The present paper contends that for a full understanding of reading development and disabilities, both within and across languages, a better meta-theoretical framework is needed in order to guide research and interpret research findings so that they can be applied to educational practice. The framework presented, called the "multiple systems model of reading", views development as contingent cycles of construction and reconstruction that developmental resources at various levels of functioning (genetic, neural, psychological, behavioral, and environmental) contribute to. The model makes two key assumptions: (a) reading abilities are continuously distributed, and (b) the developmental process has distributed control; every observed outcome is jointly determined by multiple factors, including the developing organism itself. Ramifications of these assumptions for both research and educational practice are discussed. Educational practice is well served by respecting the complex, and sometimes idiosyncratic, nature of the developing organism, and by not allocating causal responsibility, or all the remedial efforts, of possible reading problems to any single cause.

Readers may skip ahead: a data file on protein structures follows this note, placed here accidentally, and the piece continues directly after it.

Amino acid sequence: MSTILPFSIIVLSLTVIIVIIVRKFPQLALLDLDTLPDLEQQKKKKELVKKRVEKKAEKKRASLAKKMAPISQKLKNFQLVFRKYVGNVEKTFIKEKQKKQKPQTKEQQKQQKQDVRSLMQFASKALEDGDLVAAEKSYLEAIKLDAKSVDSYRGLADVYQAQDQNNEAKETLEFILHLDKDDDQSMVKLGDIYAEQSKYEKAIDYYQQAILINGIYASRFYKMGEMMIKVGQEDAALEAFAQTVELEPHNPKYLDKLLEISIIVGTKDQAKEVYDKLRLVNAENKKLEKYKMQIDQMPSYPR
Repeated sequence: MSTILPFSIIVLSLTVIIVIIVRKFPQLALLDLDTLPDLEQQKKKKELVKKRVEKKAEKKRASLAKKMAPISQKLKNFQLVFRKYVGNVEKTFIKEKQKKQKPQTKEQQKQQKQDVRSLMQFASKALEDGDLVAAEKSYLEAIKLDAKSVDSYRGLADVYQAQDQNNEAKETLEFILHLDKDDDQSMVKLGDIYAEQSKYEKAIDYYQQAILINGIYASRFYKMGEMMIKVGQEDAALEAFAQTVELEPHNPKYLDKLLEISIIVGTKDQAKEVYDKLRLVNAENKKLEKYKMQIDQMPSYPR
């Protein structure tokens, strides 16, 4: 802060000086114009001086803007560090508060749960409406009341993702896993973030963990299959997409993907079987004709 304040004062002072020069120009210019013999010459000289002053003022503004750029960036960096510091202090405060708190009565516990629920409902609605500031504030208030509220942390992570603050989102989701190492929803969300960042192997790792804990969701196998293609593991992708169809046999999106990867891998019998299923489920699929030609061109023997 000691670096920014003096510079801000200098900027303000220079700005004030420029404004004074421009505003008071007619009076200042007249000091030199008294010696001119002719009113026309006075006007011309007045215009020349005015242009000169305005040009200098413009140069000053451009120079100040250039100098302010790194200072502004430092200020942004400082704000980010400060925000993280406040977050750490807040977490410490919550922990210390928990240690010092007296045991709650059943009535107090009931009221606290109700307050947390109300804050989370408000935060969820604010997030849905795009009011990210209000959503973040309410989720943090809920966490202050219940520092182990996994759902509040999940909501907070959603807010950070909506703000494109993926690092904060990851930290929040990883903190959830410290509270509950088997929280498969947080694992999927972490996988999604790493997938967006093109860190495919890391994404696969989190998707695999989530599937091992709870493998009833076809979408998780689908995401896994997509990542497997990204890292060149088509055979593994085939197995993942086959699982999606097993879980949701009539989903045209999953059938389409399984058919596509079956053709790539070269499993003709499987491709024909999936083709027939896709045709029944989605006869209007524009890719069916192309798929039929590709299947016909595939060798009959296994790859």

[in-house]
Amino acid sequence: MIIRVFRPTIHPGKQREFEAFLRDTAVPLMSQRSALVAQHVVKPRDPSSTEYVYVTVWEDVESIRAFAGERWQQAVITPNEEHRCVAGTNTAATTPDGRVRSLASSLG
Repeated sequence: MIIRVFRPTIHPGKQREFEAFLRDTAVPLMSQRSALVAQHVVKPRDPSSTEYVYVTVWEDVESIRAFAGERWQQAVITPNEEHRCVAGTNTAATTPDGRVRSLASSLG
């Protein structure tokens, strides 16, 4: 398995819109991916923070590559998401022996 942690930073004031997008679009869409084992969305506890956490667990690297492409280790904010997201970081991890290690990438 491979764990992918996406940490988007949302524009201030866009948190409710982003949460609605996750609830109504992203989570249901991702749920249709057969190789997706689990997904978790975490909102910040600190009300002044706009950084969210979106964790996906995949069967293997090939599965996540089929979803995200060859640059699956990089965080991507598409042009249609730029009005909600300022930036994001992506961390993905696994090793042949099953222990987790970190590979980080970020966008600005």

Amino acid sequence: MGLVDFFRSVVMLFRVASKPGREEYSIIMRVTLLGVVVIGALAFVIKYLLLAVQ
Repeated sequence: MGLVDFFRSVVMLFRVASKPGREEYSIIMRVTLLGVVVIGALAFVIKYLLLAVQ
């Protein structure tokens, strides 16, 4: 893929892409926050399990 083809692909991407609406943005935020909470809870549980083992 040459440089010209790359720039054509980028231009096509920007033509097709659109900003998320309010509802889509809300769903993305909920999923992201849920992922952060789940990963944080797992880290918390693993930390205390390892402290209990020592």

|Number of pages||22|
|Journal||The Japanese Journal of Special Education|
|Publication status||Published - 2007|
- reading disabilities
- mulltiple system model
- core deficit